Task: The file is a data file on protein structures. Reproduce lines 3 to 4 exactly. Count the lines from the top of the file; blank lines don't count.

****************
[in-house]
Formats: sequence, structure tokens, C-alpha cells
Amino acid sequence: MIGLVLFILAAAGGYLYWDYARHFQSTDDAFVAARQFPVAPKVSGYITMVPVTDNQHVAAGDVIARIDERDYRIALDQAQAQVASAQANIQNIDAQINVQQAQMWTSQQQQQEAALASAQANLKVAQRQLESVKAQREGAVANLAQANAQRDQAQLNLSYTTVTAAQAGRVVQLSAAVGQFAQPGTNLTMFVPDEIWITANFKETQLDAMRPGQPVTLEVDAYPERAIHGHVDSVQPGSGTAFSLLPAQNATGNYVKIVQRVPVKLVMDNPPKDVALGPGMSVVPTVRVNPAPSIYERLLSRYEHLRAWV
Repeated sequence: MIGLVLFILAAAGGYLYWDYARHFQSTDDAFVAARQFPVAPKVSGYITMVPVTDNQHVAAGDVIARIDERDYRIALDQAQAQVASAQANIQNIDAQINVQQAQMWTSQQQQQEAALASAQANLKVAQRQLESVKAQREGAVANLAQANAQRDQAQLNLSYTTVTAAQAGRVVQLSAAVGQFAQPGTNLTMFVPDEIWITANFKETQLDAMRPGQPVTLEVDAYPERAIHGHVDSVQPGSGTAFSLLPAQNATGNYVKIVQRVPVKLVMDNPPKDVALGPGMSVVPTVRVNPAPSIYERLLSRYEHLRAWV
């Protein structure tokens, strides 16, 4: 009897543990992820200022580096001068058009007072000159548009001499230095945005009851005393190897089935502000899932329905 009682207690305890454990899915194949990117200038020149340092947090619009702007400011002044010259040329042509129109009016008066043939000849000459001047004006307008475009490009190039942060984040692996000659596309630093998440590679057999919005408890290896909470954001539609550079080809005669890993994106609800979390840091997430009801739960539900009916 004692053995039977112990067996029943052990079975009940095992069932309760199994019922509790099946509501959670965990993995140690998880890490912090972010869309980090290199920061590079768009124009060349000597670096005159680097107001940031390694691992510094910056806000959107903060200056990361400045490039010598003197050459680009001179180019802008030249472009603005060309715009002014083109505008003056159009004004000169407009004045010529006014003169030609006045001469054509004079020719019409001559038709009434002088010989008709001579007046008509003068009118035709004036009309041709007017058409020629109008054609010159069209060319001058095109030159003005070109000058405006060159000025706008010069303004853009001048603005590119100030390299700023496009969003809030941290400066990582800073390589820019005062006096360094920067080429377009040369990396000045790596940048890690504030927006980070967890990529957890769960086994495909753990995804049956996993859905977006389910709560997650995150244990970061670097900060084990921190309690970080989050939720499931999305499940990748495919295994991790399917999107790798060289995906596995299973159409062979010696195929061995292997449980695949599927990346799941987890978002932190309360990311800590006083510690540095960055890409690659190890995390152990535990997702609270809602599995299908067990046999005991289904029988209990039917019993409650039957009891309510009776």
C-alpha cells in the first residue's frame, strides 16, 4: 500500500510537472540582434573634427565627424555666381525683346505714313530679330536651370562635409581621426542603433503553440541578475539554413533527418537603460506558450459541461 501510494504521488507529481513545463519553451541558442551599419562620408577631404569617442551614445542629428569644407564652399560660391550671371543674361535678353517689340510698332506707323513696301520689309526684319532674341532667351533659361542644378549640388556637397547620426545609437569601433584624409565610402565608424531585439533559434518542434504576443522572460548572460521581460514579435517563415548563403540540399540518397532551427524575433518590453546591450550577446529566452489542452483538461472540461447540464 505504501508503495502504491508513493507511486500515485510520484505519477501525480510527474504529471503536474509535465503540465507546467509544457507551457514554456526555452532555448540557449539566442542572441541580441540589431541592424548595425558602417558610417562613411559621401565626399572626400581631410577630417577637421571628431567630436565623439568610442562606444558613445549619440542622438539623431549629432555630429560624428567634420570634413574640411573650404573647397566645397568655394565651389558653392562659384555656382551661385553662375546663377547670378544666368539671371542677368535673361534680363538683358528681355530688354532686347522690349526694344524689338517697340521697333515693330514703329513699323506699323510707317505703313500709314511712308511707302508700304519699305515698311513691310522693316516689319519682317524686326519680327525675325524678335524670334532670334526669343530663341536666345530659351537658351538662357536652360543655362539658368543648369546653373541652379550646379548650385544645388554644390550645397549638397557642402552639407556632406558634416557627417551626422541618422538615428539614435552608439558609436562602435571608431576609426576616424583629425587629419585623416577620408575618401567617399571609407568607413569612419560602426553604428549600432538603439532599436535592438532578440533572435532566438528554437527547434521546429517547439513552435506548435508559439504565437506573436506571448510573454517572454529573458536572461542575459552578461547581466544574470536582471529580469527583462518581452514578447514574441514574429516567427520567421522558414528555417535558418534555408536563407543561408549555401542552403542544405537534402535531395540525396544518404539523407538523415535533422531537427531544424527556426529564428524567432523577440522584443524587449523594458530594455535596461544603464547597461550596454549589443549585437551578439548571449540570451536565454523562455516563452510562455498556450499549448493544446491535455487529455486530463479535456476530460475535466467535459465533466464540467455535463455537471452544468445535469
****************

Amino acid sequence: MIGLVLFILAAAGGYLYWDYARHFQSTDDAFVAARQFPVAPKVSGYITMVPVTDNQHVAAGDVIARIDERDYRIALDQAQAQVASAQANIQNIDAQINVQQAQMWTSQQQQQEAALASAQANLKVAQRQLESVKAQREGAVANLAQANAQRDQAQLNLSYTTVTAAQAGRVVQLSAAVGQFAQPGTNLTMFVPDEIWITANFKETQLDAMRPGQPVTLEVDAYPERAIHGHVDSVQPGSGTAFSLLPAQNATGNYVKIVQRVPVKLVMDNPPKDVALGPGMSVVPTVRVNPAPSIYERLLSRYEHLRAWV
Repeated sequence: MIGLVLFILAAAGGYLYWDYARHFQSTDDAFVAARQFPVAPKVSGYITMVPVTDNQHVAAGDVIARIDERDYRIALDQAQAQVASAQANIQNIDAQINVQQAQMWTSQQQQQEAALASAQANLKVAQRQLESVKAQREGAVANLAQANAQRDQAQLNLSYTTVTAAQAGRVVQLSAAVGQFAQPGTNLTMFVPDEIWITANFKETQLDAMRPGQPVTLEVDAYPERAIHGHVDSVQPGSGTAFSLLPAQNATGNYVKIVQRVPVKLVMDNPPKDVALGPGMSVVPTVRVNPAPSIYERLLSRYEHLRAWV